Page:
Observations on intertidal organism associations of St. Catherines Island, Georgia. 1, General description and paleoecological implications. Bulletin of the AMNH ; v. 159, article 3

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New York : American Museum of Natural History
"Intertidal environments of St. Catherines Island, Georgia are diverse and include exposed sand beaches, sandy tidal flats, relict salt marsh deposits (mud and peat) on exposed beaches, and salt marsh complexes. Nine localities from the northern half of St. Catherines Island were selected for study because they displayed a wide variety of intertidal habitats and organism associations. No attempt was made to describe the entire spectrum of intertidal associations on St. Catherines Island. The bulk of study was made on the relict salt marsh deposits. Besides representing unique modern habitats for infaunal and epifaunal bivalve-dominated associations, the salt marsh deposits gave us valuable paleoecological insights. The organism groupings recognized in the present study are associations in the sense of Kauffman and Scott (1976), but communities in the usage of most workers. One relict mud occurrence contained an assemblage of six distinct associations. The fidelity of replication of these associations in the fossil record depends, in part, upon the steepness of the intertidal environmental stress gradients and the resultant spatial and temporal environmental heterogeneity. The infaunal bivalves of the relict muds showed expected trends of size distribution with depth, the larger individuals occupying the greater depths. It is suggested that the lateral transportation of dislodged mud clasts has an analog in the geological past in the occurrence of 'exotic' fossiliferous pods and steinkerns. Association boundaries were sharp only where spatial heterogeneity was pronounced, such as within salt marsh complexes. The polychaete associations along sandy tidal flats were less clearly bounded and were often marginally intergradational. Many observations on the intertidal associations of St. Catherines Island were in disagreement with observations made on similar associations elsewhere. Contrary to the conclusions of Woodin (1976), dense infaunal bivalve populations (Petricola pholadiformis) did coexist with dense epifaunal bivalve populations (Brachidontes recurvus). Also, repeated observations of dense tube-building polychaete populations failed to show epifaunal bivalves as predominant co-occurring forms. Polychaete associations along a narrow tidal flat displayed onshore-offshore distributional trends that may have paleoecological utility in the resolution of transgression-regression sequences. Tidal creek populations of Ilynassa obsoleta have a narrower aperture relative to total height than similar populations from more open sand flats. It is suggested that this is correlated with the greater duration of intertidal exposure in the tidal creek habitat. Study of another intertidal snail, Littorina irrorata, demonstrated considerable lateral as well as vertical motility in that species"--P. 89.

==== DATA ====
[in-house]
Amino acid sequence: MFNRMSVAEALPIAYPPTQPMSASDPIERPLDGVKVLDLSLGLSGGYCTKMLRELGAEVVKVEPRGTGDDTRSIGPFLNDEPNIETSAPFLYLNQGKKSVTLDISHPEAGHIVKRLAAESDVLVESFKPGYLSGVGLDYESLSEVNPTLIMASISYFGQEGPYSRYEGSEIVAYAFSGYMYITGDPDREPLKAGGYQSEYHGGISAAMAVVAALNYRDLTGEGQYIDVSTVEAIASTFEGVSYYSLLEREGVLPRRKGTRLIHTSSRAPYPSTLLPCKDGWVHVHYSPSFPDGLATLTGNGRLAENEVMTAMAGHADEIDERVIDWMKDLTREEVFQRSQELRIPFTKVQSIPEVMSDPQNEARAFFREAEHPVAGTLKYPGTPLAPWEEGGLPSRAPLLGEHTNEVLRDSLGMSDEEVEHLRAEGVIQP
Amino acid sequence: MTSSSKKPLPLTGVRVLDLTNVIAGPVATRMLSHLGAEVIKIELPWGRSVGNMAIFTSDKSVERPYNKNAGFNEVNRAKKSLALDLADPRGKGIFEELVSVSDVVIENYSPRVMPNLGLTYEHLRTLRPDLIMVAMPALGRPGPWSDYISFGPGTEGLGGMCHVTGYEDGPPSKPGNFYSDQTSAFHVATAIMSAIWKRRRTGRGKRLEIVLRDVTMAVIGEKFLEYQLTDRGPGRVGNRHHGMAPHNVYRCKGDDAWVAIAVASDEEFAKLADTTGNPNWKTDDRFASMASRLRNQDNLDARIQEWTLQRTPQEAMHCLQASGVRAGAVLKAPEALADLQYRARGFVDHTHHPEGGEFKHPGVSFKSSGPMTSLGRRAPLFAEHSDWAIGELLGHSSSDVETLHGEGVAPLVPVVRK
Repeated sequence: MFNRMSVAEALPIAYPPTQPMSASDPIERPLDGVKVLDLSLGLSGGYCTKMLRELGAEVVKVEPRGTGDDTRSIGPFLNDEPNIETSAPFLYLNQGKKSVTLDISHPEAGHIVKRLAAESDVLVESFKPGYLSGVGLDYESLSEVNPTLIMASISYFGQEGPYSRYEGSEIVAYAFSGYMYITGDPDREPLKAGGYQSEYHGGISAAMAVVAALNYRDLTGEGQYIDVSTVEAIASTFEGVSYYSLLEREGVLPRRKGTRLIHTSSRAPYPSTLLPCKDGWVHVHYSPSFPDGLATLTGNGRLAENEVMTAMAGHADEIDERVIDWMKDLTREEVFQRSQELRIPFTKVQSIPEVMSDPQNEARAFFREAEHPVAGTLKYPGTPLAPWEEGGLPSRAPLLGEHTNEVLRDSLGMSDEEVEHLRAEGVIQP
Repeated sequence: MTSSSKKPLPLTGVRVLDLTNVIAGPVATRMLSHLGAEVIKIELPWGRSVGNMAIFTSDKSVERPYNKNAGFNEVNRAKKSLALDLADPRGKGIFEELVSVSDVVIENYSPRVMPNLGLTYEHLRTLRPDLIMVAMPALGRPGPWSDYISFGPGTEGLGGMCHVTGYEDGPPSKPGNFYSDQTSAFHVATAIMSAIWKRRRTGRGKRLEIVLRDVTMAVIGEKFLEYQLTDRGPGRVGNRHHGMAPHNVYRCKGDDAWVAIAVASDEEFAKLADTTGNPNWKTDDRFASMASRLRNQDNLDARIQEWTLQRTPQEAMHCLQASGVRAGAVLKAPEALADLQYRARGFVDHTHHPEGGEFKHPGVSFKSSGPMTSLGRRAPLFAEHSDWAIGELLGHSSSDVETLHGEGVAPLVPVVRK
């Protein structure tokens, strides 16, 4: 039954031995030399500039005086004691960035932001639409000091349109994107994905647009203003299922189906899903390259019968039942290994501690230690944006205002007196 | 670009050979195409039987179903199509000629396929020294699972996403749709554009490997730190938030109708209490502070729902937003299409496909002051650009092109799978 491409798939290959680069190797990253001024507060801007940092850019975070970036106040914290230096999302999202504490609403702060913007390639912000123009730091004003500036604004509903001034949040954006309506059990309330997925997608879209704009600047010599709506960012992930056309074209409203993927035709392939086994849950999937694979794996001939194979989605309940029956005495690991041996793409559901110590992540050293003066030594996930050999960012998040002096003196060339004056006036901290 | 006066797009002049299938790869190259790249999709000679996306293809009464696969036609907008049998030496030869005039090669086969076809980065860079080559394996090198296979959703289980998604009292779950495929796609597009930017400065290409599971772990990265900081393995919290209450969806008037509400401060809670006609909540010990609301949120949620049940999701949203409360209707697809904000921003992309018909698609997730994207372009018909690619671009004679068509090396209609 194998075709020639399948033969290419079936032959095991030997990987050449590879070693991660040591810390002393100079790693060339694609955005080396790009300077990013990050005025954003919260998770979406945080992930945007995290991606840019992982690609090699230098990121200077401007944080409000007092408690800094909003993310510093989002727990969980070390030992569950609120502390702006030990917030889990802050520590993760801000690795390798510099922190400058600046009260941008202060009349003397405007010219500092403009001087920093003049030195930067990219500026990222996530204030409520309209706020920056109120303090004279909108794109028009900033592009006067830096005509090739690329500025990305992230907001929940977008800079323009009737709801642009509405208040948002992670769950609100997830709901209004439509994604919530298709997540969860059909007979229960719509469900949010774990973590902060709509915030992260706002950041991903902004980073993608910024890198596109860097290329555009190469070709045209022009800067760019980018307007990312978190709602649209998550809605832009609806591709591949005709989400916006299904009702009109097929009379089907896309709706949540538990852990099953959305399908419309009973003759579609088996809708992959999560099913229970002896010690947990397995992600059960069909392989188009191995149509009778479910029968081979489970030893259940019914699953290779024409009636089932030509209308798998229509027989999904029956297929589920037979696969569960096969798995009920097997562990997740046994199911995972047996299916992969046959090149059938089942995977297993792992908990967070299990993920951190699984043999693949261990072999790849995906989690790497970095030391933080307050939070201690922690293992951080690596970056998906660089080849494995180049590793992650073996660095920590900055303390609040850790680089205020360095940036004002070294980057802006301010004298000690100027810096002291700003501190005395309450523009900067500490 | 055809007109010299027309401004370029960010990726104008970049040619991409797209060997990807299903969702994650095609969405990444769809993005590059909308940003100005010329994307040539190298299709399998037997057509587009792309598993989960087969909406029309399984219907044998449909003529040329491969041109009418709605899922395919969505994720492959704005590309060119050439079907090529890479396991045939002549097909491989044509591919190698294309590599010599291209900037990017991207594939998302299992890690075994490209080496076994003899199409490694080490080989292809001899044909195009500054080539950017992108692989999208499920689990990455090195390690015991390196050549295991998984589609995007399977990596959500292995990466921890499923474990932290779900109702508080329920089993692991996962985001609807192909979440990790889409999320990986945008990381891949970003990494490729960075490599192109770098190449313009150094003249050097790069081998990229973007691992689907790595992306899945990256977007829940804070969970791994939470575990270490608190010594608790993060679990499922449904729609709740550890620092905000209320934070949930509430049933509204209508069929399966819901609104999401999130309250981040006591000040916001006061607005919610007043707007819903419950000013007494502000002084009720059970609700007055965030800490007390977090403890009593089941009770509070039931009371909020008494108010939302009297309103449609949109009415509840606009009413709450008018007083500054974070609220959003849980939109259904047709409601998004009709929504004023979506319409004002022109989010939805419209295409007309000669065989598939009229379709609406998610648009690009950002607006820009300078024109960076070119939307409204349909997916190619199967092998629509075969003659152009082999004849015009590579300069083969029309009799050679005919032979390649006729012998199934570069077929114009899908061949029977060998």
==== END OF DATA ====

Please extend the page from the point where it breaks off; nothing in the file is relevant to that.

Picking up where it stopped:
p. 89-128 : ill., maps ; 26 cm.
Includes bibliographical references (p. 127-128).